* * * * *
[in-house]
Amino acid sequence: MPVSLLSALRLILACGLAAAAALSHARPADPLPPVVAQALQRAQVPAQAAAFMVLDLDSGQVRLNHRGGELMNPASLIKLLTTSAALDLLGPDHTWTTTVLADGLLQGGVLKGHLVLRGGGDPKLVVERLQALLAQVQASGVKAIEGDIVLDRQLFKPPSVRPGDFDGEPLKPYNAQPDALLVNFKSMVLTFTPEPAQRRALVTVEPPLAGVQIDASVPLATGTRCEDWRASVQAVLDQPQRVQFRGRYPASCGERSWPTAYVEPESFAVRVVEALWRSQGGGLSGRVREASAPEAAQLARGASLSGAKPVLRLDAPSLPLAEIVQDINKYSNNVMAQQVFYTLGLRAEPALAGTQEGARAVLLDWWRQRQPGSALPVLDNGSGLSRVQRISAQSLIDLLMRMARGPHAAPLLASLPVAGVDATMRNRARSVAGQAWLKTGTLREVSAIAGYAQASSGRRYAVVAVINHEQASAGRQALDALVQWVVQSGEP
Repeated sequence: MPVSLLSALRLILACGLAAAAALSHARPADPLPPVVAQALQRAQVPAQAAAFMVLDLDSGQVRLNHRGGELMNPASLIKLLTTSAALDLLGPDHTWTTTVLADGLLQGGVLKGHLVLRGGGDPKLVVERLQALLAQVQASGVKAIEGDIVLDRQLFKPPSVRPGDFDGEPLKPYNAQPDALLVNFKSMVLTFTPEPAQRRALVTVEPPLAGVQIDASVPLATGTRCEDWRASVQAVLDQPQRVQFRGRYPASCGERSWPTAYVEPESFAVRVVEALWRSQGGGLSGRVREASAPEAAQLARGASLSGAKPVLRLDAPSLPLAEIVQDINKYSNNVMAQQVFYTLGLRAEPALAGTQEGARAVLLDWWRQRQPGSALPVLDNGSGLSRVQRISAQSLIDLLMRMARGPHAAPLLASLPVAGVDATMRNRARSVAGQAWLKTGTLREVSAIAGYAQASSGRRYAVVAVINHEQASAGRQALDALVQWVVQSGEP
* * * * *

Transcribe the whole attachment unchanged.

[in-house]
Amino acid sequence: MPVSLLSALRLILACGLAAAAALSHARPADPLPPVVAQALQRAQVPAQAAAFMVLDLDSGQVRLNHRGGELMNPASLIKLLTTSAALDLLGPDHTWTTTVLADGLLQGGVLKGHLVLRGGGDPKLVVERLQALLAQVQASGVKAIEGDIVLDRQLFKPPSVRPGDFDGEPLKPYNAQPDALLVNFKSMVLTFTPEPAQRRALVTVEPPLAGVQIDASVPLATGTRCEDWRASVQAVLDQPQRVQFRGRYPASCGERSWPTAYVEPESFAVRVVEALWRSQGGGLSGRVREASAPEAAQLARGASLSGAKPVLRLDAPSLPLAEIVQDINKYSNNVMAQQVFYTLGLRAEPALAGTQEGARAVLLDWWRQRQPGSALPVLDNGSGLSRVQRISAQSLIDLLMRMARGPHAAPLLASLPVAGVDATMRNRARSVAGQAWLKTGTLREVSAIAGYAQASSGRRYAVVAVINHEQASAGRQALDALVQWVVQSGEP
Repeated sequence: MPVSLLSALRLILACGLAAAAALSHARPADPLPPVVAQALQRAQVPAQAAAFMVLDLDSGQVRLNHRGGELMNPASLIKLLTTSAALDLLGPDHTWTTTVLADGLLQGGVLKGHLVLRGGGDPKLVVERLQALLAQVQASGVKAIEGDIVLDRQLFKPPSVRPGDFDGEPLKPYNAQPDALLVNFKSMVLTFTPEPAQRRALVTVEPPLAGVQIDASVPLATGTRCEDWRASVQAVLDQPQRVQFRGRYPASCGERSWPTAYVEPESFAVRVVEALWRSQGGGLSGRVREASAPEAAQLARGASLSGAKPVLRLDAPSLPLAEIVQDINKYSNNVMAQQVFYTLGLRAEPALAGTQEGARAVLLDWWRQRQPGSALPVLDNGSGLSRVQRISAQSLIDLLMRMARGPHAAPLLASLPVAGVDATMRNRARSVAGQAWLKTGTLREVSAIAGYAQASSGRRYAVVAVINHEQASAGRQALDALVQWVVQSGEP